‘How do I build a collection?’ is a question I get asked often once collectors have started to buy their first couple of works. It may not cross your mind when you buy your first photograph but as soon as collecting becomes a more serious pursuit, a focus in your buying is something you may wish to think about. This may be works by certain artists, a certain movement, or culture. You may wish to focus on a particular style or period, perhaps even a theme, something that pulls the collection together, a red thread that you can keep exploring.

Focus on what appeals to you most but also bear in mind what message you’d like your collection to convey. In years to come you’ll be grateful to have a coherent collection of works that were crucial at the time they were created. Not only will this give your collecting a purpose, a means to deepen your interest in a certain topic or period, but it will garner interest from others and will give your collection more gravitas. This is especially important when it comes to exhibiting or even selling many years further down the line. There are of course many different collections; however, they often have a thread through them.

The last decade has seen many private collectors trying to put their values into their collection and buy culturally relevant photographs to give their collecting a social element. Whether this is having a focus on the environment, on women artist or on artists of colour; work that may be representative of the current economy, history, or political landscape. Photography is the perfect medium to capture these moments in time and make us aware of and emotionally connected with key world events. A practice that is also prevalent in corporate collections where curators have been doing exactly the same, with each individual art acquisition not only speaking strongly for itself but also in relation to the other works in the collection.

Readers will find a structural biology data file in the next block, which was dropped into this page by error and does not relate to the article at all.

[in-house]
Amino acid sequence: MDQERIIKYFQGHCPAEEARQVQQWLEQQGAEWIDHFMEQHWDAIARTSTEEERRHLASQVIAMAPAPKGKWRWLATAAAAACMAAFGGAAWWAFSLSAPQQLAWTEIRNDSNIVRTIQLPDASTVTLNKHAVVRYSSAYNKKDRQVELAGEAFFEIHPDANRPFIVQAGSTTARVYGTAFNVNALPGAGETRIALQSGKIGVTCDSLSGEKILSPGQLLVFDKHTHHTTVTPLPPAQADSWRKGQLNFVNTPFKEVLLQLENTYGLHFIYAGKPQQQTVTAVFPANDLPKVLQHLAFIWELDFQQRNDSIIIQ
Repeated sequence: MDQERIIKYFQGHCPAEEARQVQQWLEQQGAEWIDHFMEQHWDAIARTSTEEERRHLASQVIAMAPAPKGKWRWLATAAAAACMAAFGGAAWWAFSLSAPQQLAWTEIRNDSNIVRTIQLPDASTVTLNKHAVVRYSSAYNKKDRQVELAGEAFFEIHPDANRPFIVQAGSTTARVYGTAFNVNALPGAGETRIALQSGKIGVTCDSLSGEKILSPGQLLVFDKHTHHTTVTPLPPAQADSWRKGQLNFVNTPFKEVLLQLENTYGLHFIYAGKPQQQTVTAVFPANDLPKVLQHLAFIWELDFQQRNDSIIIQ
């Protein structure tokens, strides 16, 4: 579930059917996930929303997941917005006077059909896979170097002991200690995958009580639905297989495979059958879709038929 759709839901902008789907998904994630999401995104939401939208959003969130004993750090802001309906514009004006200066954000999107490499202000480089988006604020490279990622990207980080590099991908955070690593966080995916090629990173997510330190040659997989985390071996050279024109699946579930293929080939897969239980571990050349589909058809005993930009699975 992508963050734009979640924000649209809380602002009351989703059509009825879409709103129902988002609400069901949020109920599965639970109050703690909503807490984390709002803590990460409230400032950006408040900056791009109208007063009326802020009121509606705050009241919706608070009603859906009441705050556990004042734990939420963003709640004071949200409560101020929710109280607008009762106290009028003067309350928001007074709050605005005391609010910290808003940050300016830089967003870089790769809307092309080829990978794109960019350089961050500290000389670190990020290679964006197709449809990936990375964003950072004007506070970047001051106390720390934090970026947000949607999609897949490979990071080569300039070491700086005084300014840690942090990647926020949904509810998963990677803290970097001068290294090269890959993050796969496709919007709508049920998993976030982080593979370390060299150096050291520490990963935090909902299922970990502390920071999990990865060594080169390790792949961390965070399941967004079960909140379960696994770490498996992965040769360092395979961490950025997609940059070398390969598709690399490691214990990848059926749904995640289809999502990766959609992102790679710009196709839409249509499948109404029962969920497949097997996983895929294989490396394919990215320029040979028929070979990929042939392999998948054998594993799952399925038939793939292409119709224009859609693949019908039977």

Many art professionals will say that collections should be telling of the time. What were the discussions taking place at the point of capturing these images and making these works? As the saying goes, every picture tells a story and in years to come the pandemic will be an obvious visual representation. Some museums have already started collecting works relating to Covid-19.

Another shift in collecting is taking place. In the last couple of years, a long overdue move to re-write art history has finally taken ground. So many art history books have long focused on white male, western artists, and the inequalities so obviously brought to the fore through the Black Lives Matter and the MeToo movement as well as the pandemic have ensured that these social injustices in art history are finally going to be addressed.